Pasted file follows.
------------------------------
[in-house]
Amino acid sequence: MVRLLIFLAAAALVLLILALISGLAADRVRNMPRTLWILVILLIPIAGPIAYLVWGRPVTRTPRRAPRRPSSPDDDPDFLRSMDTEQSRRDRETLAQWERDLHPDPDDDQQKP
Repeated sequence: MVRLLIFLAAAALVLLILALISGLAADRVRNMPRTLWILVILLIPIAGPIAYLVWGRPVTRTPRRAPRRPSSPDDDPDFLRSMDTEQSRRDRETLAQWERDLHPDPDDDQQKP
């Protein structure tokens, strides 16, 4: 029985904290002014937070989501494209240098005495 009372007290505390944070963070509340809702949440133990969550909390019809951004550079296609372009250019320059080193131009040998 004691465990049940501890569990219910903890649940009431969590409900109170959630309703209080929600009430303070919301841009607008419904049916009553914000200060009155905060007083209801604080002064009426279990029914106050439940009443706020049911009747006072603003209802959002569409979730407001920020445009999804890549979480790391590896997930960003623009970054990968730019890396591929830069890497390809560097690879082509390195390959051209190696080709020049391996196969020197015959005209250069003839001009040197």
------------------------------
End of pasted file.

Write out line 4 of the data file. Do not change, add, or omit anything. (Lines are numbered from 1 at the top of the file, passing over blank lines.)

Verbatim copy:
């Protein structure tokens, strides 16, 4: 029985904290002014937070989501494209240098005495 009372007290505390944070963070509340809702949440133990969550909390019809951004550079296609372009250019320059080193131009040998 004691465990049940501890569990219910903890649940009431969590409900109170959630309703209080929600009430303070919301841009607008419904049916009553914000200060009155905060007083209801604080002064009426279990029914106050439940009443706020049911009747006072603003209802959002569409979730407001920020445009999804890549979480790391590896997930960003623009970054990968730019890396591929830069890497390809560097690879082509390195390959051209190696080709020049391996196969020197015959005209250069003839001009040197």